• When necessary, Carson looks over to the Greek word to find the real meaning behind the translation. 1 Cor. 1:20 says, “Where is the scholar?” The Greek word grammateus denotes a scribe, a Jew who knew the law of God. Paul’s point is that whether you’re a Greek wise man or a schooled Jew, there was no way you would come up with the idea of the cross, God’s greatest display of wisdom and majesty, on your own. We are all rebellious human beings. We can’t know God without the Holy Spirit? And why should we? “How can idolatrous attempts to domesticate God be rewarded with deepened knowledge of the Almighty?” (p. 18).

The Spoiled Milk

  • Chapter 1: Didn’t see how much of what Carson said had to do with “preaching” until the last section (2:1-5). The earlier sections built up to not boasting in a preaching platform and seeing our place before God, but in terms of the chapter title (preaching), I felt the chapter had little to do with it.
    +
  • Chapter 3: In explaining way it’s wrong to boast about human leaders, Carson points out that by focusing and boasting on only one pastor one only looks at one aspect of his God-given gifts. Carson quotes 1 Cor. 3:21b-23, and then elaborates on how the world, life, death, present, and future can all be fearful things, yet wonderful in Christ. However, I didn’t see how it fit with boasting about a particular leader. Then he ends the section with fighting about music in church. I’m sure he was just taking an aspect of things we fight and “factionalize” about, but it was a strange way to end the chapter, bringing more questions and leaving them unanswered.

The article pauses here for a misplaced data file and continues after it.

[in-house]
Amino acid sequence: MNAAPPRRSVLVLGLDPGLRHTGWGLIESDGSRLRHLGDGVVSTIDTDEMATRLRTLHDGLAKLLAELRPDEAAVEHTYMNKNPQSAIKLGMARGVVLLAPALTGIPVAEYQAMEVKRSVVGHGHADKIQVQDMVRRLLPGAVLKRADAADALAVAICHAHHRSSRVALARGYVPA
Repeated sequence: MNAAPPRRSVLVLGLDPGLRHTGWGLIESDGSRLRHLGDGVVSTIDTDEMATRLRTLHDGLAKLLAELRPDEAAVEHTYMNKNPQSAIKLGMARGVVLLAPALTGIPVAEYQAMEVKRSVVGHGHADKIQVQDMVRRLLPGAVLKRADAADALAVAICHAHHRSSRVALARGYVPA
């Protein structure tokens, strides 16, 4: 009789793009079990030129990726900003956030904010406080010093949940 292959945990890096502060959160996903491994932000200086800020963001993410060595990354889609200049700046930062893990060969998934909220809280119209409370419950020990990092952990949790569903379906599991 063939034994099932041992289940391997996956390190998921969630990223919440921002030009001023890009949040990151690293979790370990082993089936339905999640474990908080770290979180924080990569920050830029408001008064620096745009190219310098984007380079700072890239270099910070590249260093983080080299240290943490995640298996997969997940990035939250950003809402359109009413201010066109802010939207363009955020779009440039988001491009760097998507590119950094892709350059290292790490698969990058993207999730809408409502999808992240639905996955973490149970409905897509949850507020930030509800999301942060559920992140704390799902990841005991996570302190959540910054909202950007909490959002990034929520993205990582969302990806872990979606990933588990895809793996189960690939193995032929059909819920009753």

+
  • Chapter 5: Carson discusses how Paul became a Jew to the Jews, and a Gentile to the Gentiles, and how he was able to be so culturally relevant between the two groups of people. He wasn’t under the law, but was under the law of Christ. After going through 5 good points on the topic, Carson asks ‘how the old commands relate to the new,’ but then doesn’t answer it stating it would lead him too far from his current discussion.
    +

    • My question is, unless it’s in there because people might be thinking about it, if it doesn’t add to the discussion, why put it in there?
      +
    • Is this a major point? No, of course not. But there were a few times in the book where Carson ended a section, and I couldn’t help but think, “How did we get here?” or “Why did you say it like that?” Usually what Carson said was great, but there were times when he was bewildering, or if not that, dry (unlike his book on Model of Christian Maturity in 2 Corinthians and Basic Exposition of Philippians).

Recommended?

Carson is a clear writer and a great expositor. He does a striking job of keeping the book cross-centered, always keeping our eyes on our Lord and Savior, and not ourselves. There are no tips and tricks on how to be a successful Christian leader in this book, just how to be a humble servant of Christ as He showed us through His perfect example. This book is recommended (also 2 Corinthians and Philippians).

Lagniappe

  • Paperback: 144 pages
  • Publisher: Baker Books (February 1, 2004)
  • Amazon
  • Reading Level: Pastors/Teachers/Bible College and above
  • PDF 

[A big thanks to Brianna at Baker Publishing for allowing me a free copy to read and review! I was not obligated to give a positive review in return for reviewing my copy.]

Advertisements

Leave a comment

Filed under Review

Leave a Reply

Fill in your details below or click an icon to log in:

WordPress.com Logo

You are commenting using your WordPress.com account. Log Out / Change )

Twitter picture

You are commenting using your Twitter account. Log Out / Change )

Facebook photo

You are commenting using your Facebook account. Log Out / Change )

Google+ photo

You are commenting using your Google+ account. Log Out / Change )

Connecting to %s